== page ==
Chief Financial Officer: Photo says Lisa VanDeWeert Vice President for Business and Finance
Kalamazoo College has named Lisa VanDeWeert as the institution’s next
vice president for business and finance and chief financial officer (CFO).

Kalamazoo College has named Lisa VanDeWeert as the institution’s next vice president for business and finance and chief financial officer (CFO). VanDeWeert, vice president and CFO at Aquinas College, will begin her new role on February 16, 2022.

“Lisa brings significant expertise in higher education finance and business operations to K,” said Kalamazoo College President Jorge G. Gonzalez. “Her work with a wide range of colleges and non-profit institutions, her leadership experience within a small liberal arts college, and her commitment to cultivating collaborative partnerships with various stakeholders will make her a great fit at our institution.”

As Aquinas’ chief financial officer and a member of the president’s leadership cabinet, VanDeWeert is responsible for leading accounting, finance, information technology services, human resources, campus safety, physical plant, and operations such as conferencing and events and the campus bookstore. Prior to Aquinas, VanDeWeert served as a certified public accountant at Rehmann, supervising and reviewing audits in a variety of industries, including higher education and nonprofit organizations. Prior to Rehmann, VanDeWeert spent 15 years providing audit services and leading teams at PricewaterhouseCoopers in Grand Rapids.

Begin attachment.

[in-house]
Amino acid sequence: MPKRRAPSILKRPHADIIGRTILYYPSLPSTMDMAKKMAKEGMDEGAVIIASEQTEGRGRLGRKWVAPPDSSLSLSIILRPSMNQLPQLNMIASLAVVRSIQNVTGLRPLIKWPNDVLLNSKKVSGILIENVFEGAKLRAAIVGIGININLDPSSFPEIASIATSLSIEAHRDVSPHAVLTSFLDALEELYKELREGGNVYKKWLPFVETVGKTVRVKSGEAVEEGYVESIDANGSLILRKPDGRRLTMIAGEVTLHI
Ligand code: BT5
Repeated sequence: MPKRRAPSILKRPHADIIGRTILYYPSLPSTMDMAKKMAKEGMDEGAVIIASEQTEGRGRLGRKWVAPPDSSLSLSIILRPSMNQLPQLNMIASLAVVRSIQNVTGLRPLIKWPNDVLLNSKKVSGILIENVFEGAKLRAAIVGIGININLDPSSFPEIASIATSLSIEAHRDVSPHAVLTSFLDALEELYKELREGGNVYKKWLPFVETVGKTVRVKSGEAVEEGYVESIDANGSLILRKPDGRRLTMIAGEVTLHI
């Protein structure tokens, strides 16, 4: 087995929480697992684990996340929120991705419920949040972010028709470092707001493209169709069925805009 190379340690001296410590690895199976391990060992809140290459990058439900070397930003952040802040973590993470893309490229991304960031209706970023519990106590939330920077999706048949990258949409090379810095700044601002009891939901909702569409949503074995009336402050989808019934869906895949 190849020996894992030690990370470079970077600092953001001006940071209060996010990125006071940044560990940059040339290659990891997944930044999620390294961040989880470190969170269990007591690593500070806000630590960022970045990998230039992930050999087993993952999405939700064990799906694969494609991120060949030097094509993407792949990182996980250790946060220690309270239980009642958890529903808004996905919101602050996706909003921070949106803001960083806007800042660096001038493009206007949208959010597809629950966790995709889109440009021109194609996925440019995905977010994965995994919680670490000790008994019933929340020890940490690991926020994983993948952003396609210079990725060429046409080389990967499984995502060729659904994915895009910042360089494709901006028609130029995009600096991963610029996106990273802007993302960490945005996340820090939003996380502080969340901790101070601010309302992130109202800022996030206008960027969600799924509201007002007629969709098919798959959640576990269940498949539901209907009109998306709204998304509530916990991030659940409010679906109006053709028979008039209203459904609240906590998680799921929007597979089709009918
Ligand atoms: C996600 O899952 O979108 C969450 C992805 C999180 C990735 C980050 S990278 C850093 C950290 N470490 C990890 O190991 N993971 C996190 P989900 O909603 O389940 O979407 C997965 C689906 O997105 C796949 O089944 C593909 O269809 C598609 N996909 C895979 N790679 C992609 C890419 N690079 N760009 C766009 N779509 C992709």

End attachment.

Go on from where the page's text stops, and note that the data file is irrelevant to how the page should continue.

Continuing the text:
VanDeWeert is a member of the National Association of College and University Business Officers and serves as CFO group chair for Michigan Independent Colleges and Universities (MICU). She also serves on the Executive Committee and Board of Directors for Goodwill Industries of Greater Grand Rapids. VanDeWeert holds a Bachelor of Science in accounting from State University of New York College at Oswego.